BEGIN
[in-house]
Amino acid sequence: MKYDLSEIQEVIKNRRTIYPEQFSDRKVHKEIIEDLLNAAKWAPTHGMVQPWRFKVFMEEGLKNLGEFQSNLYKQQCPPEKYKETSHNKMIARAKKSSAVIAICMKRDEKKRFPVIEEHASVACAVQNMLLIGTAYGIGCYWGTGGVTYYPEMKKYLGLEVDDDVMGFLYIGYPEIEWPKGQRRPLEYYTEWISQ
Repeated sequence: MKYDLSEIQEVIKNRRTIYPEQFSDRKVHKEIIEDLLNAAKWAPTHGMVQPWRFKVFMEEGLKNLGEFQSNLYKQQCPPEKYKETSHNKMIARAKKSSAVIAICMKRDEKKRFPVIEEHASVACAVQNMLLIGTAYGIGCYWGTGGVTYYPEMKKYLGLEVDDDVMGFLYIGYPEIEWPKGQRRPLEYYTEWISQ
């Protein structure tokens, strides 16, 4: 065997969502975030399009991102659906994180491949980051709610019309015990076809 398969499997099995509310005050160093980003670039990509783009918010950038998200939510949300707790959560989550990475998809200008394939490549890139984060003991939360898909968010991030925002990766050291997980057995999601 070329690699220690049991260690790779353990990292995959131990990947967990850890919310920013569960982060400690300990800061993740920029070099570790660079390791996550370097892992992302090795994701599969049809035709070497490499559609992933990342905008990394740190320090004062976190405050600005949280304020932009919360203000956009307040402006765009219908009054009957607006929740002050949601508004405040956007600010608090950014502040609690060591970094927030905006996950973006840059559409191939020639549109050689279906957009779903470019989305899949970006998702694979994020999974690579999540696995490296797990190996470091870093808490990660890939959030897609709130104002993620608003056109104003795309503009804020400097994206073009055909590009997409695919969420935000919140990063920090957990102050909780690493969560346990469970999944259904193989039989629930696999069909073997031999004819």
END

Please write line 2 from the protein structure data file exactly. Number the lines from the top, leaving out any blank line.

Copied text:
Amino acid sequence: MKYDLSEIQEVIKNRRTIYPEQFSDRKVHKEIIEDLLNAAKWAPTHGMVQPWRFKVFMEEGLKNLGEFQSNLYKQQCPPEKYKETSHNKMIARAKKSSAVIAICMKRDEKKRFPVIEEHASVACAVQNMLLIGTAYGIGCYWGTGGVTYYPEMKKYLGLEVDDDVMGFLYIGYPEIEWPKGQRRPLEYYTEWISQ